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Sensorimotor Therapy & Trauma

In the sensorimotor approach, there are distinctive methods of working, one is with trauma and the other with developmental issues.  Developmental - meaning most life issues as many of our experiences start in childhood and take shape throughout the life span.

The practice of sensorimotor psychotherapy blends theory and technique from cognitive and dynamic therapy with straightforward physical interventions, such as helping clients to become aware of the body, track bodily sensations and implement physical actions that promote empowerment and success. Clients are taught to become aware of the relationship between the bodyʼs organisation and their beliefs and emotions.

Beliefs are embedded in the experience of the body in the form of tension, opening, movement, habitual gestures, posture, energy and structural patterns.  The meaning of these physical experiences often remains unconscious until we translate these non-verbal habits into words.  Finding the meaning reveals a belief, positive or negative.  Such interventions help to unify body and mind in the process of therapy.

Why work with the body?

The body for many reasons has traditionally been left out of “the talking cure.”  While change can occur through narrative expression alone the body holds the wisdom of the unconscious offering a real representation of the self. The body has a mind of its own and it remembers everything. If we can stay with the body and listen to the wisdom it has to offer it provides an opportunity for true healing.  What we often describe as body language is the non-verbal trying to communicate something to us, the unconscious trying to get through to the ego-mind.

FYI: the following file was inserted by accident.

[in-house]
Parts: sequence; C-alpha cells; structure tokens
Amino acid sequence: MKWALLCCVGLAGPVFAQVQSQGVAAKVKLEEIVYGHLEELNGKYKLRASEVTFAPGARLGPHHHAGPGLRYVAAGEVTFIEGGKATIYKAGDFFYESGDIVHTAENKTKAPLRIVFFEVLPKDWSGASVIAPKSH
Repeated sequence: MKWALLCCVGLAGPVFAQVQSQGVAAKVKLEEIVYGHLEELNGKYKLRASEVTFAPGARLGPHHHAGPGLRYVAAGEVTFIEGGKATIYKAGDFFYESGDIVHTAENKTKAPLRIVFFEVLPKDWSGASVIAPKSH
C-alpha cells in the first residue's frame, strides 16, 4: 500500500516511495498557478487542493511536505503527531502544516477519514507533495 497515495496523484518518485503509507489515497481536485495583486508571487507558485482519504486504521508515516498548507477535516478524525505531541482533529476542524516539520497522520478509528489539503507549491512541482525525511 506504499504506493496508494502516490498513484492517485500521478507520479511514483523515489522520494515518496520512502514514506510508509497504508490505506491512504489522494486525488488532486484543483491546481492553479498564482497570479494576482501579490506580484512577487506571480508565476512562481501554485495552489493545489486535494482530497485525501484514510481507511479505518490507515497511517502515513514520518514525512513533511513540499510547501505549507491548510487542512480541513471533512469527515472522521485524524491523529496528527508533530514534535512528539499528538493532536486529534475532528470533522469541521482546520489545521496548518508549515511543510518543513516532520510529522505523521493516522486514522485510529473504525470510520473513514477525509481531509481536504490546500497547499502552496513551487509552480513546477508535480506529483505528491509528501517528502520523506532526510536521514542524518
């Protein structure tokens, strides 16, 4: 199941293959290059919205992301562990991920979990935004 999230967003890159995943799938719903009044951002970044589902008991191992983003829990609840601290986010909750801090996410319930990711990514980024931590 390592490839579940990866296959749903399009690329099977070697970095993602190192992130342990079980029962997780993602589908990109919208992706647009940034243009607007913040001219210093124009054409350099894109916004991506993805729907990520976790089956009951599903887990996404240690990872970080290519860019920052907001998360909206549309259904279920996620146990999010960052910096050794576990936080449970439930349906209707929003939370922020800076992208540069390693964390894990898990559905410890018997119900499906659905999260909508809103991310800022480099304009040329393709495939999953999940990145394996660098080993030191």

Symptoms include:
Loss of sense of the future, hopelessness, shame and worthlessness, generalised anxiety and panic attacks, substance abuse, eating disorders, feeling unreal or out of body, self destructive behaviour, loss of sense of who I am, emotional overwhelm, numbing, loss of interest, depression, dissociation, little or no memories.

The effects of trauma contain developmental beliefs about self, relationships, the world etc. However, the pure effects of trauma manifest in symptoms such as racing thoughts, body sensations, intrusive images and physical pain or any of the above. Because the stress response disrupts general information processing survivors live in a somatic world rather than a world of language.

Current research in neuroscience shows that the imprint of trauma lives on the animal brain rather than the thinking brain. Mindfulness is a key element in the processing of both traumatic and developmental issues. Staying in the present moment and keeping the frontal lobes, the thinking/noticing part of the brain on board prevents traumatisation. As clients become skilful at observing and tracking body sensations, the sensations themselves usually transform into ones that are more tolerable. These experiences like the experience of grief can often find their own expression and resolution.

Techniques for working with trauma are taught within a phase-oriented treatment approach, focusing first on stabilisation and symptom reduction. Practical ways of helping a client stabilise include resourcing and grounding exercises; use of breath; containment; orienting exercises; creating boundaries; the practice of active defence; movement and emotional regulation. If a client wants to work with a trauma memory it is done slowly and gradually starting at the edges of the trauma and working inward toward the core.

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